On the coast
An Ouless etching of Corbière Lighthouse on its completion in 1873
La Corbière, known to islanders simply as Corbiere, is on the south-west corner of Jersey, where a lighthouse has been protecting shipping from grounding on the rocky coastline for nearly 150 years
Violent seas have caused many a shipwreck at Corbiere over the years. The name, which is probably derived from corbeau, the French for crow, is commonly found elsewhere in the French-speaking world, notably in Guernsey, the north Brittany coast, central France and Switzerland.
Jersey's Corbière is first recorded in the 1309 Assize Roll, when the issue arose of a tub being washed ashore there, and it was a regular occurrence for a ship to founder on the rocks when rounding the corner of the Jersey coastline in stormy weather and its cargo to be washed up on the sands of St Ouen's Bay.
It was not until 1873 that the lighthouse was constructed which now allows ships to plot a safe route. It is 11 metres tall and was the first lighthouse in the British Isles to be constructed of concrete. 
The light can be seen from a distance of over 25 kilometres, but this has not stopped smaller vessels from taking a short cut through the rocks off the coastline en route from Jersey to Guernsey and coming to grief after striking a hidden rock.
Victor Hugo described the area as the 'herdsman of the waves' and in years gone by mariners knew it as the 'dreaded Corbiere'.
The lighthouse is now automatic, but it was previously manned on a rota basis by four keepers, who lived in cottages nearby and worked a two-day shift. They were also required to signal to St Helier when approaching ships came into view.
From The Bailiwick of Jersey by George Balleine
- "We are told that the word comes from corbeau, a crow, rook, or raven and, if we ask why our forefathers specially noted the haunts of crows, the most probably answer is that the crow was considcred a bird of ill omen. Certainly Jersey's Corbiere has proved a death-trap to many a ship.
- "The Chroniques tell how in 1414 "a great Spanish ship was lost on the Corbiere, and the sands of St Ouen Bay were strewn with casks of wine", and the hall of the manor, for the seigneur had the right to all wreckage, could hardly contain the puncheons that were stored there.
- "On St Catherine's Day, 1495, five Spanish caravels were driven on these rocks, and the sand-storm which destroyed the fertility of Les Quennevais was attributed by tradition to God's wrath at the cruelty shown to their crews, And so the dismal tale went on throughout the ages. At last, in 1873, a lighthouse was built by the States. Imrie Bell, the engineer, chose an isolated rock 500 yards from the shore. On this he placed a concrete platform 9 feet high, and a tower 35 feet high on the top of that, the first lighthouse in the British Isles to be built of concrete. The light, which is now electric, can be seen for 18 miles.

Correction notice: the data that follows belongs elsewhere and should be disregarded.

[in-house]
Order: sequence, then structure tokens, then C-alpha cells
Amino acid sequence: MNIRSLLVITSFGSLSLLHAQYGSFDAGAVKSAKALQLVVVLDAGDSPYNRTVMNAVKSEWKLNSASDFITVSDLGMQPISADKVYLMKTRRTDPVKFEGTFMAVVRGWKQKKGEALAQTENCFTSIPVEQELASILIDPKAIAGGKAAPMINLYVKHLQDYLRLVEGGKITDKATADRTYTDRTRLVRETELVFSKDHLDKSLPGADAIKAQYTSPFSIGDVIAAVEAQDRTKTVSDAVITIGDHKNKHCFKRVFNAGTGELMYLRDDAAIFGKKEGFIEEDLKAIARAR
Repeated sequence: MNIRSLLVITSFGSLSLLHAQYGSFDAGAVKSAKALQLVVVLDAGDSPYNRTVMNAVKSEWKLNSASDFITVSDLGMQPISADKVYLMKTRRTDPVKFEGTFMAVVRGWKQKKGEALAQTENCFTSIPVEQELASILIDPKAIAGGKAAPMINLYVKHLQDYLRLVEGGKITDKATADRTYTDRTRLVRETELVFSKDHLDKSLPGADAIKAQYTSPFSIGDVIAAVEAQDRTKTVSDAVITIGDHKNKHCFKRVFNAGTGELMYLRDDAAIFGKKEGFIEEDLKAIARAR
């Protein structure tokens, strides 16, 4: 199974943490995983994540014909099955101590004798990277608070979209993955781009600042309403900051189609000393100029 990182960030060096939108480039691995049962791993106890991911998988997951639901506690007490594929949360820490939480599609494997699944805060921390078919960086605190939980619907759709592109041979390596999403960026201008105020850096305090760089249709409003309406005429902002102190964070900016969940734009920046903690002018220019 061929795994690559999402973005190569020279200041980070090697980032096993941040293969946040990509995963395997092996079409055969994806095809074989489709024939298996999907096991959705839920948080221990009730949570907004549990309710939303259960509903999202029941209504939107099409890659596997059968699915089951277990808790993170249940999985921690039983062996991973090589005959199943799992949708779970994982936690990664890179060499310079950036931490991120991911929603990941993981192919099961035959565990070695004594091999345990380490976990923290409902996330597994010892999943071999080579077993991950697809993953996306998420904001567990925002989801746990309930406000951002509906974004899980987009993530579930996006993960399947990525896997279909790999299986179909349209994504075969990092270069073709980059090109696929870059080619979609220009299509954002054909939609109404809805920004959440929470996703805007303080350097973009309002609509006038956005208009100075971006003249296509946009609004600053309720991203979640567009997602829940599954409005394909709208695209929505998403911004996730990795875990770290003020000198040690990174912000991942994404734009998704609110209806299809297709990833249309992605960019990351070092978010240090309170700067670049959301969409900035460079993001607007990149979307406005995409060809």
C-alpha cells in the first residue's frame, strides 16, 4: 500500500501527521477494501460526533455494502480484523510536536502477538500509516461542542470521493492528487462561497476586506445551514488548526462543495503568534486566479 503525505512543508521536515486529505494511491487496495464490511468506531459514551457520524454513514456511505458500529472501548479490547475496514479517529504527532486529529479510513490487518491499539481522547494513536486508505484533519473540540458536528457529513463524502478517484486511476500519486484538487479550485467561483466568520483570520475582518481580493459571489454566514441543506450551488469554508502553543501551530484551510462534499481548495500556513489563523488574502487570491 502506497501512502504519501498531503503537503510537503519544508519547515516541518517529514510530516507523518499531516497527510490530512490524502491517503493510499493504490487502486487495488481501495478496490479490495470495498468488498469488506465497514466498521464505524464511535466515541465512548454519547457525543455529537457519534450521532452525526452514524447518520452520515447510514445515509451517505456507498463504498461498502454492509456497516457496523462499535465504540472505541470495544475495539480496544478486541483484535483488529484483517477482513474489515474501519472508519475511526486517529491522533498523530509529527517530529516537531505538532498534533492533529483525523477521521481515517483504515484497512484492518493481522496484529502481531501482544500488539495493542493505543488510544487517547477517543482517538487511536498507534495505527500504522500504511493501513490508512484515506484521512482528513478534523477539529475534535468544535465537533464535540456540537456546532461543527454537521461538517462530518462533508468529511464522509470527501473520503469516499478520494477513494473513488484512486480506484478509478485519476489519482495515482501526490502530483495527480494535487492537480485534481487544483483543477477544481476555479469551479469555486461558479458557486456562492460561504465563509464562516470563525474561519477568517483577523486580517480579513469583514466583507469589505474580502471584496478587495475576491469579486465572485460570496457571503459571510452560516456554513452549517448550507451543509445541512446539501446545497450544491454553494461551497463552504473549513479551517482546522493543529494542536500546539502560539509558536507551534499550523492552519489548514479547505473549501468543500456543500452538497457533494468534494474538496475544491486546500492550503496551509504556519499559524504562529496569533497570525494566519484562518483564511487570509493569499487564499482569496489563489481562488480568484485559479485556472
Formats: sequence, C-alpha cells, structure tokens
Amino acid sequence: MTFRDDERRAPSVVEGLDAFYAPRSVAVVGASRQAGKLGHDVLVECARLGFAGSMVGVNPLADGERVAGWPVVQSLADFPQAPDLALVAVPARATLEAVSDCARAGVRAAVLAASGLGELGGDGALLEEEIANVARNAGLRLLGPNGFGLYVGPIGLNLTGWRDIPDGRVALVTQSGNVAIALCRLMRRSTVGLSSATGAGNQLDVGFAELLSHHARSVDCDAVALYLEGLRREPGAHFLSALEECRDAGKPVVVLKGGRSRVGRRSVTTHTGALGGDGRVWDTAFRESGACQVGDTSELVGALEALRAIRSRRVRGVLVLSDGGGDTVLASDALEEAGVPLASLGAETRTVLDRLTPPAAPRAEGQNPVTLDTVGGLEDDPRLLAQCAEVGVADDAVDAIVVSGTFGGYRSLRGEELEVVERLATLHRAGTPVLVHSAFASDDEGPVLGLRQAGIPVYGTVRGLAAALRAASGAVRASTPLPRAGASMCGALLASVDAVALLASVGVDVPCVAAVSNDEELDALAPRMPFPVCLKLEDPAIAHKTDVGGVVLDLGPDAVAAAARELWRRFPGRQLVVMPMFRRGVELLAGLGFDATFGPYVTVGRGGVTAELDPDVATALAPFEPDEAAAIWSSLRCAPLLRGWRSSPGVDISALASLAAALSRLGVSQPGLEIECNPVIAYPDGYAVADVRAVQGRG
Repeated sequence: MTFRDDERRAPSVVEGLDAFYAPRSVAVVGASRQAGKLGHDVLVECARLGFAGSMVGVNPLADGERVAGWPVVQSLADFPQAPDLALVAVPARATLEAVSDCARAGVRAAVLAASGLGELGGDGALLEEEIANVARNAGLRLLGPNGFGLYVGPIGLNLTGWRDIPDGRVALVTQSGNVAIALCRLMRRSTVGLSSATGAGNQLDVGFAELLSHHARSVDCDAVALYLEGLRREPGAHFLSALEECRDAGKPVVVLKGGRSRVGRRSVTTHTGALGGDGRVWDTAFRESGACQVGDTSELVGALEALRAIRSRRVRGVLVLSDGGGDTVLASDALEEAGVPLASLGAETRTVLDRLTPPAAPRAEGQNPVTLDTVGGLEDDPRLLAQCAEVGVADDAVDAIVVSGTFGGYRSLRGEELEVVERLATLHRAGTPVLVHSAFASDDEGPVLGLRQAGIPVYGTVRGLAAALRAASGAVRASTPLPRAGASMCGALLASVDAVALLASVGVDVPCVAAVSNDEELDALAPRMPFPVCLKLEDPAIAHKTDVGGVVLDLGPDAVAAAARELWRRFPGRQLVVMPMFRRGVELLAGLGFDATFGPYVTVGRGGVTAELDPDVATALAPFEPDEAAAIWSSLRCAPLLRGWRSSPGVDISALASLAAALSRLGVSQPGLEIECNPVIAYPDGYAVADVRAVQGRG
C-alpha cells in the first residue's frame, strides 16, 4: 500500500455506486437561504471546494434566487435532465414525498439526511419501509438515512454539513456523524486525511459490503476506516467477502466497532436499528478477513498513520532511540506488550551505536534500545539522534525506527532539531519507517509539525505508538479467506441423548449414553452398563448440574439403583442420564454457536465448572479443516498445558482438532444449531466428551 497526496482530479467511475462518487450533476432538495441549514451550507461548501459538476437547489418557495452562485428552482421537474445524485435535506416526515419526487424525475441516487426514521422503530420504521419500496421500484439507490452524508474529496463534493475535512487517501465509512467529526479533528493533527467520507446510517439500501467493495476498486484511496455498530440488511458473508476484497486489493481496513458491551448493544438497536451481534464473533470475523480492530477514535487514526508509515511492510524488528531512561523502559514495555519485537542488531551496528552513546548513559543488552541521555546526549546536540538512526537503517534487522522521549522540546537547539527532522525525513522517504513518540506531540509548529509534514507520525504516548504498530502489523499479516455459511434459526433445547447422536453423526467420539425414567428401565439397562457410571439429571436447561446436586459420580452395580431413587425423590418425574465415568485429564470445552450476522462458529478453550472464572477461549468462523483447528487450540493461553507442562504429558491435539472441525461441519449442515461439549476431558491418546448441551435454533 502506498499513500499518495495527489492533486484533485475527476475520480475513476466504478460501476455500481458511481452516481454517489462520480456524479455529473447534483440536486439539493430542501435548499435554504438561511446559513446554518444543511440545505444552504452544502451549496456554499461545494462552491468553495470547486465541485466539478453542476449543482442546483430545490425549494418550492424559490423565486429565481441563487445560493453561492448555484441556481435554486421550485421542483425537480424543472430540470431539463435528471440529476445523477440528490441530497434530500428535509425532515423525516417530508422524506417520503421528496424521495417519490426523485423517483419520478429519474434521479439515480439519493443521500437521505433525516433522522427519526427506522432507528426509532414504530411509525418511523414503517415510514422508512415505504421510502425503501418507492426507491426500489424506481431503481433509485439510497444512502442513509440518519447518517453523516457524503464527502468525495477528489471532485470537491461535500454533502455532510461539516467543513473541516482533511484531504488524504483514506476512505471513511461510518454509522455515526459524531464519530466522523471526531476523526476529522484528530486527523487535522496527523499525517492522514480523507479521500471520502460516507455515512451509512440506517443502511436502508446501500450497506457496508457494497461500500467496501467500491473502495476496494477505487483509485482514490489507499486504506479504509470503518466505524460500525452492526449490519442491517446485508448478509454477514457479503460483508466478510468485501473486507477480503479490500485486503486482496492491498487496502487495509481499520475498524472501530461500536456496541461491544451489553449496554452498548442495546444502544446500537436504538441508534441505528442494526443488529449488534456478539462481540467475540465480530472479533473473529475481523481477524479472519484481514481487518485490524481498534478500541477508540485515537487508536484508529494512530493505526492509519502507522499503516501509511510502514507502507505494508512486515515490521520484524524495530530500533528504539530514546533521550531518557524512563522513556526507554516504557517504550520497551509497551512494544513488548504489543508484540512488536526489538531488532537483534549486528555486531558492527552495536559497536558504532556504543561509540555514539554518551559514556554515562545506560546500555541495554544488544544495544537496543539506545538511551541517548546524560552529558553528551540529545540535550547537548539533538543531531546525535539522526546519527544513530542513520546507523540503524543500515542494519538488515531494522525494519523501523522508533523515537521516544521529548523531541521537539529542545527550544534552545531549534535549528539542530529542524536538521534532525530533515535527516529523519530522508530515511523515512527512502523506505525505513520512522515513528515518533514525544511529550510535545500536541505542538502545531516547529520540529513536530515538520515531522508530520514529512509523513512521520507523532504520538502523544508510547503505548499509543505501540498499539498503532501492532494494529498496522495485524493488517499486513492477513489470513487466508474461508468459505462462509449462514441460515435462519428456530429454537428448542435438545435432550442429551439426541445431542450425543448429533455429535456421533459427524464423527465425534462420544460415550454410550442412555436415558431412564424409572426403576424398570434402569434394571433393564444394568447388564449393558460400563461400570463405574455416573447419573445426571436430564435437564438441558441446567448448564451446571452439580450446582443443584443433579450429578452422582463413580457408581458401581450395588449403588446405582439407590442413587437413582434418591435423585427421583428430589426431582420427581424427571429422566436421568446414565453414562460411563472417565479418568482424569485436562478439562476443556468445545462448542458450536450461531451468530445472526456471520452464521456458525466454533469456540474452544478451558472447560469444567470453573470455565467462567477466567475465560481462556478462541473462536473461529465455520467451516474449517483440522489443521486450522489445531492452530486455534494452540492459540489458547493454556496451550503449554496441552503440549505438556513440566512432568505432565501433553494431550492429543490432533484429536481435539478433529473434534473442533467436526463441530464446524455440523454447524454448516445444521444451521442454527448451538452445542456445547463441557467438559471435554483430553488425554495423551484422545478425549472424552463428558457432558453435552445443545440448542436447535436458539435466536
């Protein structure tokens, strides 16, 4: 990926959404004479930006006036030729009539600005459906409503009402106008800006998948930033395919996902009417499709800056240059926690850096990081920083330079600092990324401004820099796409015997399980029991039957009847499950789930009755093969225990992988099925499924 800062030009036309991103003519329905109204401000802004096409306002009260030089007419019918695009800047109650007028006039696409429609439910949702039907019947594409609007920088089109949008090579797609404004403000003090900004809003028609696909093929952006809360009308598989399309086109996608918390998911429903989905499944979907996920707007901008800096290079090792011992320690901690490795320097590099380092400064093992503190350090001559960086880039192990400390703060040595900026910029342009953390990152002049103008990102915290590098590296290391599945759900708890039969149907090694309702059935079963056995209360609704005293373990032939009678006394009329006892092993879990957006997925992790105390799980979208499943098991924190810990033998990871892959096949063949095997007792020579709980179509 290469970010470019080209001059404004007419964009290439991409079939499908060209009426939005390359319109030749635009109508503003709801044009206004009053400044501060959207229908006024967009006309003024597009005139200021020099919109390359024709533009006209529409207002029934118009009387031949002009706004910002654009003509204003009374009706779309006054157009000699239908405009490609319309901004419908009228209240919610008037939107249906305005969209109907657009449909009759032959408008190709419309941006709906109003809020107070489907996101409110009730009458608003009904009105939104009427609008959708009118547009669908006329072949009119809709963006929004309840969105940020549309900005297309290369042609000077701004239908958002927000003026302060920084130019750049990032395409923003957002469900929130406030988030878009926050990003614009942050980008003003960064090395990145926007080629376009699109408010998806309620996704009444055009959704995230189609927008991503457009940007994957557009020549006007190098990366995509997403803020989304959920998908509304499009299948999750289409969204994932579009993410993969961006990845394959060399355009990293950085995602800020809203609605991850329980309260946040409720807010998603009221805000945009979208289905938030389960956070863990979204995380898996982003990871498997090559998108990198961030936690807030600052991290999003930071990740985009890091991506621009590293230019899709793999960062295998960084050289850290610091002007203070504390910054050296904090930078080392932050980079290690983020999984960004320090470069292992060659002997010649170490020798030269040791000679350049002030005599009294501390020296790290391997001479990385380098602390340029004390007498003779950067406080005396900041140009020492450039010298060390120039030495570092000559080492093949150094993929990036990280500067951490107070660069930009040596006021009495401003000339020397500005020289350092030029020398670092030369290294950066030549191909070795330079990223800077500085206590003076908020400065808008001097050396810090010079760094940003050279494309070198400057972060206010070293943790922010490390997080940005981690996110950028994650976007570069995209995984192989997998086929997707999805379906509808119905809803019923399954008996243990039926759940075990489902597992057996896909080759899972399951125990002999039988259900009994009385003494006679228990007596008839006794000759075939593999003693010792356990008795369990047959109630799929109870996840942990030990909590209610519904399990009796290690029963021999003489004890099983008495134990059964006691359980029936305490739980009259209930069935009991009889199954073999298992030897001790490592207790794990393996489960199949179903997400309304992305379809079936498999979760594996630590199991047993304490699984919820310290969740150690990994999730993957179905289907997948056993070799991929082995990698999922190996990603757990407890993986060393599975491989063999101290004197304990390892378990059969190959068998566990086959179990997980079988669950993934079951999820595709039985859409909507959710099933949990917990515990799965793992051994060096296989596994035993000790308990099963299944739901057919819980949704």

- "The rush of the tide round these rocks is extremely dangerous. At the entrance to the causeway is a memorial stone to 'Peter Edwin Larbalestier, assistant keeper at the lighthouse, who on 28 May 1946 gave his life in attempting to rescue a visitor cut off by the incoming tide. Take heed, all ye that pass by!'
- "The headland is studded with concrete fortifications that the Germans left behind. Near their tall fire-control tower is a tiny cove known as La Rosiere (tbie may mean a place where reeds grow, from the old French ros a reed, or it may refer to wild roses, of a creeping variety, which grow in the vicinity). There are caves there which, it is firmly believed, used to be used by smugglers.
- "It was here that, in September 1859, the mail steamer Express was wrecked, with some loss oflife. A large area of headland has been generously given to the Island by the Le Quesne family, to be preserved for ever as an open space. A deep quarry, long derelict, is to be used to house a sea-water desalination plant, but it is hoped that this project will be discreetly planned, and not interfere with such a splendid open, unspoilt area.
- "The other object of interest on this wind-swept point is the Table des Marthes (the table on which children played marthes, ie knucklebones). It lies at the spot where in railway days the Corbiere station stood. This great block of red granite, 12 feet long, 6 feet wide, and 2 feet thick, is undoubtedly the capstone ofa prehistoric tomb. As late as 100 years ago contracts signed on this table were regarded as especially binding.:
Account of the lighthouse's construction
- Construction of Corbiere lighthouse, A detailed discussion paper on the construction of the first concrete lighthouse in the British Isles, by Imrie Bell
- Corbière and Petit Port, a Jersey Archive history Added 2016
- Corbière and the Vingtaine of La Moye in census returns Added 2016
- Coast: Corbiere, one of the stops on our coastal tour of Jersey Added 2019
Notes and references
- ↑ Although there was a strong demand from mariners and shipping companies for the construction of a lighthouse, they did not want to help finance its construction and ongoing maintenance. On 26 March 1872 the manager of the Weymouth and Channel Island Steam Packet Company, Mr John Wimble complained to the States regarding a levy for the new lighthouse. A Levy of 1d per ton on shipping for the maintenance of the lighthouse has been proposed. Mr Wimble said that two-thirds of this would be contributed by the steamers, which already paid high harbour dues. He claimed that a lighthouse would benefit sailing vessels, but not steamers. Although the London and South Western Railway Company fundamentally agreed with Mr Wimble's complaint, they did not at this stage commit to a formal objection. From Facebook group Maritime Jersey, by Mark Pulley
Click on image to see larger picture
A petition to the States in 1865 calling on them to build a lighthouse at La Corbiere